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Twitter in Plain English

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When folks ask me how to explain Twitter to them, I invariably share some variation of this story:

Think of Twitter as a cocktail party with 100 people in the room, with 100 separate conversations.

You might be interested in what 10 folks have to say, so you listen to what those 10 people have to say.

If you think the people who you’re talking might be interested in what someone else is saying, you share what you heard, giving the person who said it credit.

You’ve learned what you can with the people you’re talking to, so you change conversations to someone else, then someone else, and eventually, you hear conversations from 30 people in the room. Those 30 people are listening to the other 70 people in the room, and occasionally they share what someone else says, so you listen to a new person.

Sometimes someone took a picture and they pass you their camera or cell phone so you can see the picture.

Before you go, you agree you’ll keep in touch. When you get home, you can listen in on their conversations. When they say something of interest, you can engage in the conversation, just like you were right there. Because you connected with them before, you can share interesting stories, pictures, and conversations with those people that found you interesting. You may also talk about something other people are interested in, so they might listen to you too.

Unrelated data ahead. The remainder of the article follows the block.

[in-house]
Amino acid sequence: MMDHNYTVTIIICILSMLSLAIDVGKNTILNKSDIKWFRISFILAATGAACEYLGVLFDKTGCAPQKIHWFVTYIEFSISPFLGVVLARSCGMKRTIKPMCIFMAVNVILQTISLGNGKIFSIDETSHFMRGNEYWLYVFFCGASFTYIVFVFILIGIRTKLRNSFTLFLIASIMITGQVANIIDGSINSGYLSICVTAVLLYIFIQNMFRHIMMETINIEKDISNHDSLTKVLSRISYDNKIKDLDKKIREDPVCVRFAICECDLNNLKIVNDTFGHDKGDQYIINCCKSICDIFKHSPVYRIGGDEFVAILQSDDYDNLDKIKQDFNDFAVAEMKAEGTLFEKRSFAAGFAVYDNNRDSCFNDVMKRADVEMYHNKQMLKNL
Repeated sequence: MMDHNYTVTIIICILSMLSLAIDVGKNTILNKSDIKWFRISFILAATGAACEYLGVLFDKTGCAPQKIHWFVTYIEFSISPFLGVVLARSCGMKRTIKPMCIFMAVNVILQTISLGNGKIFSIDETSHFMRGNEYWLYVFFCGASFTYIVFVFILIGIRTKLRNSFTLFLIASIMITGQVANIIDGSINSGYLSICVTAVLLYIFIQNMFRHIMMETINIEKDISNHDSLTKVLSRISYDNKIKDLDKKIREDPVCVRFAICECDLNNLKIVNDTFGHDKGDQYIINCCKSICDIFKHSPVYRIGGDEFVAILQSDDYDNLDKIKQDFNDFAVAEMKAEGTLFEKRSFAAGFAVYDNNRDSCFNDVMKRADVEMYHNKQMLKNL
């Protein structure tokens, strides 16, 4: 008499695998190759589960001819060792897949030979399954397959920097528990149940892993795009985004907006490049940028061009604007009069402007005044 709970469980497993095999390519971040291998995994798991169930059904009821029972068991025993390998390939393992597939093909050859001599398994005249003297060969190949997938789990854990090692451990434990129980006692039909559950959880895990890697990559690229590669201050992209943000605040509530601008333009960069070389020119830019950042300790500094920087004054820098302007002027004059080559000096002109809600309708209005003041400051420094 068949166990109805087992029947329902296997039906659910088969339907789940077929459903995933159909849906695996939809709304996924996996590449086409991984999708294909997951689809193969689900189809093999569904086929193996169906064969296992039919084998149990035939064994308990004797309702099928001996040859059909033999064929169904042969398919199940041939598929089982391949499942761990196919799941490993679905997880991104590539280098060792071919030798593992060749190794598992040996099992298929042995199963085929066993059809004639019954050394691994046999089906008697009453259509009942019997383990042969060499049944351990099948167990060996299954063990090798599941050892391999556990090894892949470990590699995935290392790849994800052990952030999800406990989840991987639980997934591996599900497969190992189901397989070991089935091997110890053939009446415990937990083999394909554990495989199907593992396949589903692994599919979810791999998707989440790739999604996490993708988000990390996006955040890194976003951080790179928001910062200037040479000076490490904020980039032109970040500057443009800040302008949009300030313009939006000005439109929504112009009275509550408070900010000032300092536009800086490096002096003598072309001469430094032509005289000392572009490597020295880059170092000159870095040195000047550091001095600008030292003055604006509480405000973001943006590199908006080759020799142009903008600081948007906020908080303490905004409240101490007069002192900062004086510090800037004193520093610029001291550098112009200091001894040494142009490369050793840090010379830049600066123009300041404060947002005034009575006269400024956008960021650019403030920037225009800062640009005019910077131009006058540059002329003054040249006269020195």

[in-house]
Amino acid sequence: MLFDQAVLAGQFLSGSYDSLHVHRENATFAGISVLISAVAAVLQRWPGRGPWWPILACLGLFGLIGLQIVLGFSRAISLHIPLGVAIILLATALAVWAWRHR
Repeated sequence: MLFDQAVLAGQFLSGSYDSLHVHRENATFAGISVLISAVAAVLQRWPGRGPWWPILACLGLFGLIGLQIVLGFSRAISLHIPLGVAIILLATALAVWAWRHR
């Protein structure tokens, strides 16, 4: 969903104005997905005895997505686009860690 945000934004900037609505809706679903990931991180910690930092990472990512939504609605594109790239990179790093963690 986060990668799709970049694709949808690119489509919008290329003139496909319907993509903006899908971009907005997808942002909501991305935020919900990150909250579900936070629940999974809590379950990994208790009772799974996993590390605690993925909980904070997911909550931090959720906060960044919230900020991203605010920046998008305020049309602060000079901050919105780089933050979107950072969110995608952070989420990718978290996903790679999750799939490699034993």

If you want to whisper in someone’s ear, you can do so, and they can whisper back, or you can just listen.

Though the box at the top of the Twitter homepage says “What are you doing?” think of it instead as “What are you interested in talking about?” or “What am I paying attention to?”

That’s Twitter in plain English.

Any questions?

Is this helpful? How would you explain Twitter in plain English to someone who was interested in learning more?

Leave a Comment



  1. Julie Hoffmann says:

    Great article Phil – especially to rethink the “What are you doing?” box. Let’s leave that to Facebook. Another phrase could be “What’s happening?”. Excellent analogy overall.

  2. Excellent article, nice succinct and relate-able.

  3. Steve Wilhite says:

    Well, if I were as talented as these guys, I’d explain Twitter in plain English like this: Enjoy!

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